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Analysis of studies evaluates tonsillectomy techniques

Date:
June 20, 2011
Source:
JAMA and Archives Journals
Summary:
A review of tonsillectomy-technique studies found that some new methods have advantages over traditional methods, but others are equivalent, according to a new study.
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A review of tonsillectomy-technique studies found that some new methods have advantages over traditional methods, but others are equivalent, according to a report in the June issue of Archives of Otolaryngology-Head and Neck Surgery, one of the JAMA/Archives journals.

As background information, the article states that tonsillectomy is well established in terms of safety, but is often accompanied by pain, postsurgical bleeding, and a prolonged recovery. Traditionally, the operation has been performed using cold steel and/or electrocautery dissection (CS/EC). Newer methods involve vessel sealing systems (VSS) that close off blood vessels, a Harmonic Scalpel (HS) that uses sound waves and radiofrequency ablation (such as Coblation) that uses radio waves. "Yet, no definite consensus has been reached regarding the optimal technique with the lowest morbidity rates," write the authors.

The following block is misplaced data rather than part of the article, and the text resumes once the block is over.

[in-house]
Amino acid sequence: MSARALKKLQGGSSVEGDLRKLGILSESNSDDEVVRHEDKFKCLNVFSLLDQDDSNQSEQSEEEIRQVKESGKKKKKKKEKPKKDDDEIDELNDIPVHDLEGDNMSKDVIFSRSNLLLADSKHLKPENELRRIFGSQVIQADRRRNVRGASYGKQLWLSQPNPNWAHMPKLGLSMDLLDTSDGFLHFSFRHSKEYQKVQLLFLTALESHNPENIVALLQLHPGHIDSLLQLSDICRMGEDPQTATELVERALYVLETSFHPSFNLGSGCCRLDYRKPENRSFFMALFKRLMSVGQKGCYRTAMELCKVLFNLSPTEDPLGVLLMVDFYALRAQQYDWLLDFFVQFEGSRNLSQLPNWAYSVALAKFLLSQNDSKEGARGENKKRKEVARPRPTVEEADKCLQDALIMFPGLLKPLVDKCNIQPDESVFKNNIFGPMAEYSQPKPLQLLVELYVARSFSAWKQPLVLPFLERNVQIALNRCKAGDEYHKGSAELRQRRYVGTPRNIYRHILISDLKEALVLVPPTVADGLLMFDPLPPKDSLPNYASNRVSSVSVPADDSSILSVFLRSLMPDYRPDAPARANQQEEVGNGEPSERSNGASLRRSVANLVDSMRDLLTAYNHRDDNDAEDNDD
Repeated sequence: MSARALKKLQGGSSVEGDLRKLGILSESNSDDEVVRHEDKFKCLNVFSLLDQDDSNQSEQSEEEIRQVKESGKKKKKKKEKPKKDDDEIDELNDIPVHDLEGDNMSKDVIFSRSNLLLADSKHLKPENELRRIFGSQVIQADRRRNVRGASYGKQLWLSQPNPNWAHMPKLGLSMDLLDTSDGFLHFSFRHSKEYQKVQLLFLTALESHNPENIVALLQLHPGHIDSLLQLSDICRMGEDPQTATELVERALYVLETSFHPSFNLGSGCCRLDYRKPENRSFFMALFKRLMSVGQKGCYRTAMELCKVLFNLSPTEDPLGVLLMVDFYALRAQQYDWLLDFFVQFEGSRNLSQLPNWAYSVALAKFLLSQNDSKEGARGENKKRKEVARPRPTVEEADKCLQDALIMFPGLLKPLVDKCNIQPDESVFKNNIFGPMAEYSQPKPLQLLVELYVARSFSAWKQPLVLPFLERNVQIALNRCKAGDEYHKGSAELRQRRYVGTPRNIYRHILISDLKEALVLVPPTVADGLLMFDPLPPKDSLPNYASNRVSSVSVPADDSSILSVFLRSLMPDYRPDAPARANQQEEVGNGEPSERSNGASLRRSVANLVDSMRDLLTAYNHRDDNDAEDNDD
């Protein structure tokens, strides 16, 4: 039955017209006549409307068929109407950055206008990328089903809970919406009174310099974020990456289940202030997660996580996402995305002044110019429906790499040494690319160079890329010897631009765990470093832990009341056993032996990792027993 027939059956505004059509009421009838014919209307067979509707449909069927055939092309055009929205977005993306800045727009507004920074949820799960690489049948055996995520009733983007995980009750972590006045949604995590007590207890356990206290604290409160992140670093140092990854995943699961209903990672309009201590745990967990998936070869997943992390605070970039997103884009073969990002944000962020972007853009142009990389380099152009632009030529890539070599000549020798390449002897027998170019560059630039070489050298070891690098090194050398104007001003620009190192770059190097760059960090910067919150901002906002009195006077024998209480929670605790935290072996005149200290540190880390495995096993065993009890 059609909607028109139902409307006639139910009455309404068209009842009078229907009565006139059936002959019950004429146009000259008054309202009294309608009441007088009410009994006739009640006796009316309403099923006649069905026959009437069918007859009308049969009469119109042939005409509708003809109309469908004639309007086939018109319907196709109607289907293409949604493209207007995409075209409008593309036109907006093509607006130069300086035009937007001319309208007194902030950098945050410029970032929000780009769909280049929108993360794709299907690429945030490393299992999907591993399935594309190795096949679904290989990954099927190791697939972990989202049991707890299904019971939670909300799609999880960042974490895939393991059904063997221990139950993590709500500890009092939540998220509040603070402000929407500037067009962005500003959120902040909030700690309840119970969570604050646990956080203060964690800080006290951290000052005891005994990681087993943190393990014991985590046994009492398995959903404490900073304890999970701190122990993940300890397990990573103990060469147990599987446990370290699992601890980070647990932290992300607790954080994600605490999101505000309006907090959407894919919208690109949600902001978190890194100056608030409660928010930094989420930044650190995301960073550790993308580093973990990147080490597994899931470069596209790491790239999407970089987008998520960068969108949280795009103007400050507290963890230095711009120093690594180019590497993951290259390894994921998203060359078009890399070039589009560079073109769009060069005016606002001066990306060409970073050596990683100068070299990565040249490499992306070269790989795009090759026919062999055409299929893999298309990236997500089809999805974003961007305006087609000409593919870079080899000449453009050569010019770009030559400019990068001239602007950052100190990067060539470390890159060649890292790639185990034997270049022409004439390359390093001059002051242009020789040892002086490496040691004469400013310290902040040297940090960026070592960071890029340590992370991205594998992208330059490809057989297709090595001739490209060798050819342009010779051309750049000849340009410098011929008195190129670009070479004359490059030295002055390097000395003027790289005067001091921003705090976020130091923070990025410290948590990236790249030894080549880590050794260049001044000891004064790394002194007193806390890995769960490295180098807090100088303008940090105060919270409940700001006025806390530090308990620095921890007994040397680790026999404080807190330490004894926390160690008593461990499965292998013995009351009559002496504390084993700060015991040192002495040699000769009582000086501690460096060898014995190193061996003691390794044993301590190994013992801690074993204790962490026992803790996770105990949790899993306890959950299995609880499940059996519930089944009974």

Vangelis G. Alexiou, M.D., M.Sc., from Northampton General Hospital in England, and colleagues conducted a meta-analysis of studies comparing tonsillectomy methods. The authors selected randomized, controlled trials of tonsillectomy techniques (VSS, HS or Coblation compared with CS/EC) from 1990 through July 14, 2010. In all, 33 trials including 3,139 patients were selected.

Analysis of the studies revealed that HS only outperformed CS/EC in terms of perioperative bleeding. Coblation did not appear to offer any benefits when compared with CS/EC. Patients who underwent tonsillectomies with VSS were significantly more likely than those undergoing CS/EC procedures to experience shorter surgeries, less bleeding, and less pain.

"In conclusion, despite its limitations, this meta-analysis provides evidence that the use of Coblation and HS for tonsillectomy is equivalent to the use of the conventional CS/ES technique," write the authors. "Surgeon experience, training, and preferences, as well as cost-effectiveness criteria, should be considered." They note that VSS appeared to offer benefits to CS/ES, and call for further research to supplement the limited data with regards to this technique.


Story Source:

The above post is reprinted from materials provided by JAMA and Archives Journals. Note: Materials may be edited for content and length.


Journal Reference:

  1. V. G. Alexiou, M. S. Salazar-Salvia, P. N. Jervis, M. E. Falagas. Modern Technology-Assisted vs Conventional Tonsillectomy: A Meta-analysis of Randomized Controlled Trials. Archives of Otolaryngology - Head and Neck Surgery, 2011; 137 (6): 558 DOI: 10.1001/archoto.2011.93

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JAMA and Archives Journals. "Analysis of studies evaluates tonsillectomy techniques." ScienceDaily. ScienceDaily, 20 June 2011. <www.sciencedaily.com/releases/2011/06/110620161208.htm>.
JAMA and Archives Journals. (2011, June 20). Analysis of studies evaluates tonsillectomy techniques. ScienceDaily. Retrieved August 1, 2015 from www.sciencedaily.com/releases/2011/06/110620161208.htm
JAMA and Archives Journals. "Analysis of studies evaluates tonsillectomy techniques." ScienceDaily. www.sciencedaily.com/releases/2011/06/110620161208.htm (accessed August 1, 2015).

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